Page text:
Mr. GRIEVES comes from Selkirk, Scotland, where he was born in 1826, and obtained his education in the schools of the place. He was early put to work in the mills and obtained a thorough knowledge of the woolen manufacture in all its details. He set out to master the details and fit himself for something better than a mere laborer, and succeeded. Finding there was little opportunity to rise in the profession in the overcrowded manufacturing cities of the old world, he determined to emigrate, and came to the United States in 1848, finding employment in Lawrence, Mass. In 1851 he was offered the superintendency of a new mill at New Edinborough, Canada, remained till 1858, when he went to Utica in charge of a department in the celebrated Globe Mills. From there he went to West Troy and assumed charge of James Roy & Co.'s Shawl Mills. About this time the Lacon Woolen Manufacturing Co. was organized, in which Mr. GRIEVES became a stockholder, furnished the plans for the mill and purchased most of the machinery. He was its first superintendent, and continued there until about 1870, when he went to Beloit, Wis., and to Peoria in 1872, returning to Lacon in 1876, and assumed his present situation as superintendent and manager of the Lacon Woolen Manuf. Co. In 1848 he married Elizabeth HEART, and to them were given, George, Isabella, Jessie, John, Oliver and Christine. He has two children by a former marriage Elizabeth and Mary. Two daughters are married and live in Peoria, and one - Jessie, who was a very promising young lady, is buried in the Lacon cemetery.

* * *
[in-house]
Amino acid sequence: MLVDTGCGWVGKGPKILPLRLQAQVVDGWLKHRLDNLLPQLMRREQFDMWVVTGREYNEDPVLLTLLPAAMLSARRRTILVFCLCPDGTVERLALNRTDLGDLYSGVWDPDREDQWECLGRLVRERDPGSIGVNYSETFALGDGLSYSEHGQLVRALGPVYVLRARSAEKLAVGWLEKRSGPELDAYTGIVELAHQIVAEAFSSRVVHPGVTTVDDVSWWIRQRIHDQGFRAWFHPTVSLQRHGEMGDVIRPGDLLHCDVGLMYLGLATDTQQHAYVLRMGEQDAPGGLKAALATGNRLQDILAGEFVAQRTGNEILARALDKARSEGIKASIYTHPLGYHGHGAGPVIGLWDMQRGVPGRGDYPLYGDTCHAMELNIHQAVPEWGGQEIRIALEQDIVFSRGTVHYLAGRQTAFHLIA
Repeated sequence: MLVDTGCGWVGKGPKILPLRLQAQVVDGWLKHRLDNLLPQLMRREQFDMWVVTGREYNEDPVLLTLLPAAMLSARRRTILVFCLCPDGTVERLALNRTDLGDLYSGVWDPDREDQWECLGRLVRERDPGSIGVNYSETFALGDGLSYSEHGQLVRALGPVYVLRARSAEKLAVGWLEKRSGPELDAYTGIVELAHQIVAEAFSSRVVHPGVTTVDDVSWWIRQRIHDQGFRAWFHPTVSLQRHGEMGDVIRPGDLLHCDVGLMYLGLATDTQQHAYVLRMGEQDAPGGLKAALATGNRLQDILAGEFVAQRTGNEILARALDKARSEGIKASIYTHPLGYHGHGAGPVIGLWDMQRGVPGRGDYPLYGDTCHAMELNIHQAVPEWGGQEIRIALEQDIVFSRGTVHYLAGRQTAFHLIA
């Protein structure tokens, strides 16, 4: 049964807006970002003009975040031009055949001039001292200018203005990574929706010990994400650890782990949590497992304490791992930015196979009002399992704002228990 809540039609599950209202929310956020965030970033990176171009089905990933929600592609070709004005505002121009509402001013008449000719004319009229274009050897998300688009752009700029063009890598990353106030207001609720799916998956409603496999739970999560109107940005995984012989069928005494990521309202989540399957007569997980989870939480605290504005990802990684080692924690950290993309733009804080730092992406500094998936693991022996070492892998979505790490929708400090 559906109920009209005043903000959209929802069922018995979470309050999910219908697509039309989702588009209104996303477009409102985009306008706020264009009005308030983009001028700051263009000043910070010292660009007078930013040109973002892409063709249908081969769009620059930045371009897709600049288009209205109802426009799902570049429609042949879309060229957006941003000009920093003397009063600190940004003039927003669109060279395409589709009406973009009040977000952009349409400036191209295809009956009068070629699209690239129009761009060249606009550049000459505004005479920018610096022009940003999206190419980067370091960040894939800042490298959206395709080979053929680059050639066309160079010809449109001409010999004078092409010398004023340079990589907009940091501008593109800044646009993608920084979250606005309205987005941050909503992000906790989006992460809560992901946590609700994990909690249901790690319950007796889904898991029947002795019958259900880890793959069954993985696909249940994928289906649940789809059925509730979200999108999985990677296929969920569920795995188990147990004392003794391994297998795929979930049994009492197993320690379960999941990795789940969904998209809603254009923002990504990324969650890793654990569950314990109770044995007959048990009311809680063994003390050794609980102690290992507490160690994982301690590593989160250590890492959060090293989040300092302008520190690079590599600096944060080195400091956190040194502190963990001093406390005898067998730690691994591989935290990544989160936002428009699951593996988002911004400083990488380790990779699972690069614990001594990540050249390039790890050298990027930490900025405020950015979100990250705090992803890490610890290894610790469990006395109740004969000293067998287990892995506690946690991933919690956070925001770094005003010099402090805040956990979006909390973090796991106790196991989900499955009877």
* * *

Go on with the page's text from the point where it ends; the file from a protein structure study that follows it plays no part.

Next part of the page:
Clarissa ILIFF

Lacon, Marshall county, Illinois.


Mr. SHAFER is a farmer living on section 13, who was born in Knox county, Ohio. His father settled in Hopewell township in 1846. living in the old homestead, three miles above Lacon until the close of his life. He was a Jacksonan Democrat, inflexibly honest and wedded to his opinion. His son Frank came to Lacon in 1846. and wedded Amelia CAIN, daughter of James CAIN, of Richland. He has a productive farm and a fine residence beautifully situated in a natural grove and surrounded with fruits, etc. They have four children, Mary E., James V., Henry B,, and Benjamin F. He is a good farmer and stock raiser, loves a good horse, and when business permits enjoys himself in hunting, etc., but don't neglect business for any pleasure.

George AUTH